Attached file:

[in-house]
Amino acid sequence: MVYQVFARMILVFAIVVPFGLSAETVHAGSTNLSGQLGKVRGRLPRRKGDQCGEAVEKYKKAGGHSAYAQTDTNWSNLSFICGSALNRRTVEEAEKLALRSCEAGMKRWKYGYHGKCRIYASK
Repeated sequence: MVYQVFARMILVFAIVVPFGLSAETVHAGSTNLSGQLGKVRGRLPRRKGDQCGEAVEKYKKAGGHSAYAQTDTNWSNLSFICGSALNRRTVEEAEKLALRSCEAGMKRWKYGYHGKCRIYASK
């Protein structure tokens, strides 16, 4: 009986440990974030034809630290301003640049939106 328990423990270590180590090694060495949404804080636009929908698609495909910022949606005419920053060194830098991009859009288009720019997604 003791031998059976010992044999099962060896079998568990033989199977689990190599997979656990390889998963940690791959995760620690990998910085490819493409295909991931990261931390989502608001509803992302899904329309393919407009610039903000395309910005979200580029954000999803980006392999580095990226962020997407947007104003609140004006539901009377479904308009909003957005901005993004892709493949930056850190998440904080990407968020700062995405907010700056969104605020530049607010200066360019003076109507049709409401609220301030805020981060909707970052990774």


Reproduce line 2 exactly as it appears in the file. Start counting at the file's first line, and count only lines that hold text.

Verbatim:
Amino acid sequence: MVYQVFARMILVFAIVVPFGLSAETVHAGSTNLSGQLGKVRGRLPRRKGDQCGEAVEKYKKAGGHSAYAQTDTNWSNLSFICGSALNRRTVEEAEKLALRSCEAGMKRWKYGYHGKCRIYASK